What will the forecast look like for transportation logistics and LTL shipping/carriers post-COVID-19? Keep reading to find out.
The effects of COVID-19 are being felt throughout the logistics industry, with the decrease in imports and economic activity generating n ongoing lull in freight pricing and demand. Sooner or later, however, international supply chains – China’s in particular – will resume normal operations and freight will begin flooding ports in the US.
A strong ripple effect from factories in China to US centers of manufacturing and distribution can be expected by the trucking market. Logistics experts have varying outlooks on at what point this effect will be seen, and many shippers, carriers, and brokers are predicting a shift in 2020 that will include tighter capacity and rebounding rates, continuing the roller coaster effect of 2018’s heights to the plunge in 2019.
One expert believes that while lowered rates offered by brokers to attract new business will probably be available a bit longer, shippers should prepare for much higher rates once the freight tsunami begins to slam US ports. They should also keep in mind that as it moves through supply chain networks, the ripple effect created will take more than a few months to subside.
While other experts acknowledge an inevitable shock to the truckload market, they don’t feel there’s enough information yet regarding just how much excess delayed freight volume can be expected and how much corresponding imbalance could occur. Though this makes planning more difficult, flexibility for shippers is recommended. The customers of some 3PL providers have been allocating additional trucks to distribution center routes, for potential increased volume of up to 35 percent.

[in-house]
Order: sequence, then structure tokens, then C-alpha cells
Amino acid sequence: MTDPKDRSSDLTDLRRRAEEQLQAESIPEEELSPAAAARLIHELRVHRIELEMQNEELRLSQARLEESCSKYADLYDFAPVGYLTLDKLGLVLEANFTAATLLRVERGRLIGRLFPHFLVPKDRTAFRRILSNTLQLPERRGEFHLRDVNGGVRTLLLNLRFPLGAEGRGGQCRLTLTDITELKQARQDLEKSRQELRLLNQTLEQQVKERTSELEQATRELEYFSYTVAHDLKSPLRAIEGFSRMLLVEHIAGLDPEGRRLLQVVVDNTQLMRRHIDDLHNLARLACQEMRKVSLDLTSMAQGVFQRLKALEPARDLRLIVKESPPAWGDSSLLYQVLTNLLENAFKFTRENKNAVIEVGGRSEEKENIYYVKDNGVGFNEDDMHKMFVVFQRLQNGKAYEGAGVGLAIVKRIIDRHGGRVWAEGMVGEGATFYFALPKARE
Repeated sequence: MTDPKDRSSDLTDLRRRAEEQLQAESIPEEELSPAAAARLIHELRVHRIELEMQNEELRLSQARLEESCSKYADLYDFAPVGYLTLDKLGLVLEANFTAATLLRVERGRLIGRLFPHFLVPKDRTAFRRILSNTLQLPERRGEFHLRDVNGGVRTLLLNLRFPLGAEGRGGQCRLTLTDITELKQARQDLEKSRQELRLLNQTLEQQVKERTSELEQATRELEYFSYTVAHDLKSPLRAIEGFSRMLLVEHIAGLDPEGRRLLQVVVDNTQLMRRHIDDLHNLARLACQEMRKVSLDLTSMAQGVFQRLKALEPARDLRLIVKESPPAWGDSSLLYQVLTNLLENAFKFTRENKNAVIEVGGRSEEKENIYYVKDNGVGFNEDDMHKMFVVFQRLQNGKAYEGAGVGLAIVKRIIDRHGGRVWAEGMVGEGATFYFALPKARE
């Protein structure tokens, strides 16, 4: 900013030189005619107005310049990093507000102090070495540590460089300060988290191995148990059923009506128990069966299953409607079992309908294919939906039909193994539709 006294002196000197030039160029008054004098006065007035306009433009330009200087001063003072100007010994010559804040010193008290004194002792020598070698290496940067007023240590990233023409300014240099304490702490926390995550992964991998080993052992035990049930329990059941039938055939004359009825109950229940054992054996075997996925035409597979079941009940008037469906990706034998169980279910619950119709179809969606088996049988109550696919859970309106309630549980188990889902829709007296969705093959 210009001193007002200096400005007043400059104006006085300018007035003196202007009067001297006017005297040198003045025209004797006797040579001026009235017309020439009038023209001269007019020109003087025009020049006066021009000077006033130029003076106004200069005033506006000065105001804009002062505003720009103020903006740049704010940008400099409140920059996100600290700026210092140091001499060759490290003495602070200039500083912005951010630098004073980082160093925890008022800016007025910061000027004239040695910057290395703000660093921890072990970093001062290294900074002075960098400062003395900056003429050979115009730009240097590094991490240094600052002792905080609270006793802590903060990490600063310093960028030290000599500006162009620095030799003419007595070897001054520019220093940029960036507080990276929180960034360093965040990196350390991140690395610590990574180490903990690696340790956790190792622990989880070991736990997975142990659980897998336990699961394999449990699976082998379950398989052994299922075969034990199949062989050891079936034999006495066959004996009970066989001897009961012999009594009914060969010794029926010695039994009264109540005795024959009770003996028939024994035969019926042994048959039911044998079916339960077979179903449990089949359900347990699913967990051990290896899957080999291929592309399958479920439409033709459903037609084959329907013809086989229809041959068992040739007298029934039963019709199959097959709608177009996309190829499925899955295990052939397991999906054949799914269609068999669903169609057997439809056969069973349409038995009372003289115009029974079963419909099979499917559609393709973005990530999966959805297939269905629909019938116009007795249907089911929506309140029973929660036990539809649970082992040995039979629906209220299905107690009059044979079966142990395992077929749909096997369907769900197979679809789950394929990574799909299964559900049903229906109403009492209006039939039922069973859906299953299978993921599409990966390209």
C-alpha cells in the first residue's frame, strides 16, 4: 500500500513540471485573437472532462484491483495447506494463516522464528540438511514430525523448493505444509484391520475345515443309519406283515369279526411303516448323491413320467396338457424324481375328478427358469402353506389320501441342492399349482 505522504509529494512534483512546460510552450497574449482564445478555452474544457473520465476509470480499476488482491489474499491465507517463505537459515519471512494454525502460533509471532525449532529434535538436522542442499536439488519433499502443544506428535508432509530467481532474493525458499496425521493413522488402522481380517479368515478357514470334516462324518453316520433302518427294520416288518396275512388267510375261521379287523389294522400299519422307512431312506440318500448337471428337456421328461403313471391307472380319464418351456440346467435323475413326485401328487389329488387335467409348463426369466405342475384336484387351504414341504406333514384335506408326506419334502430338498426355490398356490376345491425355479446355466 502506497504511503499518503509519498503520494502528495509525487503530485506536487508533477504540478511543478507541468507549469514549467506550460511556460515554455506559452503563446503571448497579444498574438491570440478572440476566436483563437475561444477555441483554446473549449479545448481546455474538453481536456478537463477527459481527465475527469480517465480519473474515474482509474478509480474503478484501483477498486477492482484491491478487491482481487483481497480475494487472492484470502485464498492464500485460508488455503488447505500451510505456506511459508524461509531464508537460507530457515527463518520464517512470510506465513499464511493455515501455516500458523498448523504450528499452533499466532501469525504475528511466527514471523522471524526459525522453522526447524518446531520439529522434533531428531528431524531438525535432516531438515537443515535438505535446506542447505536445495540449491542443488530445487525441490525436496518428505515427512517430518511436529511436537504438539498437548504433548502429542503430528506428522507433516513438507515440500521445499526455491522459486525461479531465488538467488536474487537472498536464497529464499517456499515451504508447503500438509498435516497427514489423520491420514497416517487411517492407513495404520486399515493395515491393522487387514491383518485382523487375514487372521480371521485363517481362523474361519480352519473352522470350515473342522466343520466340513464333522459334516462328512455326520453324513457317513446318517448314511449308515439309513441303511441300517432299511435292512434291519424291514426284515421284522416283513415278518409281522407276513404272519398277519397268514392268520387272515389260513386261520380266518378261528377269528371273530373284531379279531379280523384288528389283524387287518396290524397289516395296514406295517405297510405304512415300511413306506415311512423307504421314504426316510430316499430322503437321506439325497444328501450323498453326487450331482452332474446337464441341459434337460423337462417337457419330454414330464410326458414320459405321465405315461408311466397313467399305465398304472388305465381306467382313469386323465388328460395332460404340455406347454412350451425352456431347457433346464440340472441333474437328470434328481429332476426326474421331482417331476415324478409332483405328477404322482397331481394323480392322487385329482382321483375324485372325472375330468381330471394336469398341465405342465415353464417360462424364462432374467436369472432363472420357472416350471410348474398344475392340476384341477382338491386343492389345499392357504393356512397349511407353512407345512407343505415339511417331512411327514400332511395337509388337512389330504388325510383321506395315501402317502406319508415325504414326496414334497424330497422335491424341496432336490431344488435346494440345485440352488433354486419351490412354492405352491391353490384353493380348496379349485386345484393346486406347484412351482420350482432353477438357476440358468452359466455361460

Tightened capacity across the transportation industry will inevitably push up pricing until the waves of delayed freight have subsided. Issues such as glutted ports and displaced equipment are predicted. Domestic rates to California are expected to sharply jump, and empty containers and storage space will need to be considered.
Evaluation of current US truck capacity varies. Although many experts agree that it’s tightening they are divided on just how quickly. FTR Transportation Intelligence predicts capacity will decrease 1.4 percent in 2020. Although freight tonnage rose by 3 percent in 2019, there was also a 4.5 percent increase in active motor carriers of all sizes, so rates remained steady. Shippers frequently rebid their freight thanks to substantial available capacity for moving it.
In these exceptional times, the “recovery” from the COVID-19 impact will almost surely include a significant increase in freight demand that will allow for higher trucking rates. Capacity could tighten rapidly depending on what else is happening in the supply chain – such as increased manufacturing, retail sales, seasonal food production – with less-than-truckload (LTL) seeing an overflow effect on pricing and capacity.
To ride out the storm, shippers are advised to be in close communication with their providers regarding transportation and logistics, including 3PL providers like Amware. Its proprietary, web-based 3PL software platform, Amrate can find the lowest cost carrier for freight shipping needs, while consolidating all freight quoting. Click below for a free trial of Amrate and stay ahead of the game.